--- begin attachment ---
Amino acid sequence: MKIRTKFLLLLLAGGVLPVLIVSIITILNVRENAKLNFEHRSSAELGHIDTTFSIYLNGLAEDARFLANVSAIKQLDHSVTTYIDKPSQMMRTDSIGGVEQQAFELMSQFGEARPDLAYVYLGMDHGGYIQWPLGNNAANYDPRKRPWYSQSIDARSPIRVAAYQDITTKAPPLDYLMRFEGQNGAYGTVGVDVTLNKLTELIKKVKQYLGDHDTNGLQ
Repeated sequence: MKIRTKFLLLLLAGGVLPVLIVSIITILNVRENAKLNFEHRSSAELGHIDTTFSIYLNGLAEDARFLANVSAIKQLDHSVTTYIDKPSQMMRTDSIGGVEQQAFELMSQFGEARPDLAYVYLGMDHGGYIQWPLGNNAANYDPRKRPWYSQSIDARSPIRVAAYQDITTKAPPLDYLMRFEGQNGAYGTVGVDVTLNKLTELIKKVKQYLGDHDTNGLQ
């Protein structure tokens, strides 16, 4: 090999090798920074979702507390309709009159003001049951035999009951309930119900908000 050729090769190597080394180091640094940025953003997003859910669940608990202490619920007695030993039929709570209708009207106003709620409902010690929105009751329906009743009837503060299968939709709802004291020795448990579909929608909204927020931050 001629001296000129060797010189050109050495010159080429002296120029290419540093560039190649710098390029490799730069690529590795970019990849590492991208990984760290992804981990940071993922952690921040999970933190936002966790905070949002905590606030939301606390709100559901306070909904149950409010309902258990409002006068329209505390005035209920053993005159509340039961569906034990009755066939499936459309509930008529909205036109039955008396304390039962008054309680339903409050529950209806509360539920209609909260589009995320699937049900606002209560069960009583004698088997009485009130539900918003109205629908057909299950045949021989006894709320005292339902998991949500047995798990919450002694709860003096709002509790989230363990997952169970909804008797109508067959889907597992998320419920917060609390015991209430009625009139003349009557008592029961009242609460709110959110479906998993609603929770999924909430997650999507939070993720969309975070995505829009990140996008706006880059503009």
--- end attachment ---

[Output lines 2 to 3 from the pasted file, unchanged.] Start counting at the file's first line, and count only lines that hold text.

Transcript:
Repeated sequence: MKIRTKFLLLLLAGGVLPVLIVSIITILNVRENAKLNFEHRSSAELGHIDTTFSIYLNGLAEDARFLANVSAIKQLDHSVTTYIDKPSQMMRTDSIGGVEQQAFELMSQFGEARPDLAYVYLGMDHGGYIQWPLGNNAANYDPRKRPWYSQSIDARSPIRVAAYQDITTKAPPLDYLMRFEGQNGAYGTVGVDVTLNKLTELIKKVKQYLGDHDTNGLQ
């Protein structure tokens, strides 16, 4: 090999090798920074979702507390309709009159003001049951035999009951309930119900908000 050729090769190597080394180091640094940025953003997003859910669940608990202490619920007695030993039929709570209708009207106003709620409902010690929105009751329906009743009837503060299968939709709802004291020795448990579909929608909204927020931050 001629001296000129060797010189050109050495010159080429002296120029290419540093560039190649710098390029490799730069690529590795970019990849590492991208990984760290992804981990940071993922952690921040999970933190936002966790905070949002905590606030939301606390709100559901306070909904149950409010309902258990409002006068329209505390005035209920053993005159509340039961569906034990009755066939499936459309509930008529909205036109039955008396304390039962008054309680339903409050529950209806509360539920209609909260589009995320699937049900606002209560069960009583004698088997009485009130539900918003109205629908057909299950045949021989006894709320005292339902998991949500047995798990919450002694709860003096709002509790989230363990997952169970909804008797109508067959889907597992998320419920917060609390015991209430009625009139003349009557008592029961009242609460709110959110479906998993609603929770999924909430997650999507939070993720969309975070995505829009990140996008706006880059503009």